The combination according to the invention of an alkali metal salt of the semi-amide and the hydroxyethylated alkylphenol is distinguished primarily by the fact that it is suitable for manufacturing stable aqueous preparations even with hard water, that is to say water having a hardness of 15 to 20 German hardness degrees. These combinations produce an excellent soft handle on textile materials. The preparations made with hard water form as a rule slightly opalescent solutions or dispersions. They are primarily used as agents imparting a soft handle to textile materials in the form of woven fabric, flocks or fibers. Textile materials suitable for such improvement may be natural, regenerated, modified or fully synthetic materials, for example those from cotton, wool, viscose, cellulose-2 /2-acetate, triacetate, polyamides, polyesters and polyacrylonitrile. Furthermore, the preparations of the invention or aqueous forms thereof are suitable as levelling agents, as brightening agents, as after-treating agents and as antistatic dressings for textiles, and also as assistants for the paper and leather industries.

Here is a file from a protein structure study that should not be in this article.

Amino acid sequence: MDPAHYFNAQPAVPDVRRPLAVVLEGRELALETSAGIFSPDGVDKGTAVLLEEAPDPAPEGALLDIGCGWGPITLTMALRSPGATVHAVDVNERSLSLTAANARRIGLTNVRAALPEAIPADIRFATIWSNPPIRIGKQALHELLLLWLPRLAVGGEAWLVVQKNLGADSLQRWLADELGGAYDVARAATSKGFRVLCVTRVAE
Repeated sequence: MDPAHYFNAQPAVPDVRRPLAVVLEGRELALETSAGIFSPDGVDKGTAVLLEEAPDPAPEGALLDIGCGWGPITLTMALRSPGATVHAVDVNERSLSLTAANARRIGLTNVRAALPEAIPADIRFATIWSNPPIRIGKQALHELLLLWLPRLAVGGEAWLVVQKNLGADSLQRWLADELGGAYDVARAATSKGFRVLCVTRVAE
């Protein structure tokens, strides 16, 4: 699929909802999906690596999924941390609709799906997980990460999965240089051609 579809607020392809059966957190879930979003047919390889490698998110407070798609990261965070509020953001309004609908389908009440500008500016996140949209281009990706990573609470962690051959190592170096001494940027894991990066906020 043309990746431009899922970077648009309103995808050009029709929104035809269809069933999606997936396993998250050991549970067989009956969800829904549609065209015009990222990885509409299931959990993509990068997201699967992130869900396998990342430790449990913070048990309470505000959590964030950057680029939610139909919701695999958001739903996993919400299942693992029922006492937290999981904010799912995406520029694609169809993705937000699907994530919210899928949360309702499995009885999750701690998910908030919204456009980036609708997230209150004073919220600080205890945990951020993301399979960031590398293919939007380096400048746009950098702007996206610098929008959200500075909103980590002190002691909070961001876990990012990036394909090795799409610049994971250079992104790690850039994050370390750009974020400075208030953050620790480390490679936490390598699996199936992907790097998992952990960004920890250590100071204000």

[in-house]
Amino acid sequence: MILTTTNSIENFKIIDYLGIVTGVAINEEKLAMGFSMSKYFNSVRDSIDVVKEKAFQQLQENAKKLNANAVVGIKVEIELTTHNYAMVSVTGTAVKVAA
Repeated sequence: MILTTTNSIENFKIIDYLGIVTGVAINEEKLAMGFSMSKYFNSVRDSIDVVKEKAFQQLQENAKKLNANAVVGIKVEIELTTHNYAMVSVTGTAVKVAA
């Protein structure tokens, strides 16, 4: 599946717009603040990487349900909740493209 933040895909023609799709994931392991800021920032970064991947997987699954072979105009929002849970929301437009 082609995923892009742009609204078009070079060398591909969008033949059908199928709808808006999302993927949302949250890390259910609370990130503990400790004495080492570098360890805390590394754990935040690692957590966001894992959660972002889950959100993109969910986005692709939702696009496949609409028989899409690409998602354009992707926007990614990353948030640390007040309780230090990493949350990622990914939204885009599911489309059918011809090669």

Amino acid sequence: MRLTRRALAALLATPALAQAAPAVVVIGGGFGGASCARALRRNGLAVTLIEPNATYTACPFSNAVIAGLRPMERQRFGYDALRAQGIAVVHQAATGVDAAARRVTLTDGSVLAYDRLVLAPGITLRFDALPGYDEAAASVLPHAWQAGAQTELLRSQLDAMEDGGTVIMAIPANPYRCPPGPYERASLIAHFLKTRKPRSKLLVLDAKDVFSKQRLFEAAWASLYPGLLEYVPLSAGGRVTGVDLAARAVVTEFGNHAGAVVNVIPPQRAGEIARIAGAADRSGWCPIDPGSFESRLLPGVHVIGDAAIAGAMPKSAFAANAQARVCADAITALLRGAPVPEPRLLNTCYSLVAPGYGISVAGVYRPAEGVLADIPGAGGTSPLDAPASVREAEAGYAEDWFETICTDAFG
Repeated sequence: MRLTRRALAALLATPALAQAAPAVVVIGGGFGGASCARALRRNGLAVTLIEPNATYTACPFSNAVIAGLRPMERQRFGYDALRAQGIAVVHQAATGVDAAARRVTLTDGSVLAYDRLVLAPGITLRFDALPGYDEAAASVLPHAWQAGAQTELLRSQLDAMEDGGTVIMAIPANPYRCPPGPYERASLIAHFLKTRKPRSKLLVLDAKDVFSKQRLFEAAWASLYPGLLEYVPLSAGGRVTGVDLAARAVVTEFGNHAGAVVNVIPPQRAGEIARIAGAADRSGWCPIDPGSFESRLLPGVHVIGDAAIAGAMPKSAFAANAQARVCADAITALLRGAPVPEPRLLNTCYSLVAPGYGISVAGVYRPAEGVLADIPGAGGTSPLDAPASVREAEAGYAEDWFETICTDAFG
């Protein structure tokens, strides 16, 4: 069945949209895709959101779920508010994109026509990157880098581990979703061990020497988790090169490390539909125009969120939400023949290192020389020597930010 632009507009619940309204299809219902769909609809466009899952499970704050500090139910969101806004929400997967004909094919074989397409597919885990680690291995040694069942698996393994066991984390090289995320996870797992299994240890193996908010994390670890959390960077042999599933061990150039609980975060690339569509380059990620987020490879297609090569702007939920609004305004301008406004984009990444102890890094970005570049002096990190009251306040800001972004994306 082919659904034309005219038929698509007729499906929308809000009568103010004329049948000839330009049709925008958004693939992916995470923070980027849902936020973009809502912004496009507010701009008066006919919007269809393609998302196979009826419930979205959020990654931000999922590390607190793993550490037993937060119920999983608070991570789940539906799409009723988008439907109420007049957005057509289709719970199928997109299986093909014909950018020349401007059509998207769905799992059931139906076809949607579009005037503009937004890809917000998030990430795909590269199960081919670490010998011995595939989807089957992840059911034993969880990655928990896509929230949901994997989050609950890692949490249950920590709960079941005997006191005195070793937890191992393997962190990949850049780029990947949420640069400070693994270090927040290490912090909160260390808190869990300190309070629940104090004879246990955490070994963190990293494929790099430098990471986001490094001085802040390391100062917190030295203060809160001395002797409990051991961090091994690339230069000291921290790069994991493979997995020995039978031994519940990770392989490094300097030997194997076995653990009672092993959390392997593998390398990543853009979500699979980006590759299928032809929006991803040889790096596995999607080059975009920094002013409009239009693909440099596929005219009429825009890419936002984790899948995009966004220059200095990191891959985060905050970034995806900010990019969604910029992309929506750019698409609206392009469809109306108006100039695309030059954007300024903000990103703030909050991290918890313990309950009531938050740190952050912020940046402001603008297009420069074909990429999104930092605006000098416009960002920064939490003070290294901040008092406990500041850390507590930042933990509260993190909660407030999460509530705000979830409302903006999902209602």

It is another advantage of the aqueous preparations that they can be used in conjunction with dyestulfs or water-soluble condensation products of urea or melamine with formaldehyde. Undyed textile materials do not turn yellow when treated with the combination of the invention. When the solutions of dispersions are caused to circulate vigorously, for example being pumped in circulation apparatus, the products are not precipitated.
The semi-amides used in the examples are prepared as follows: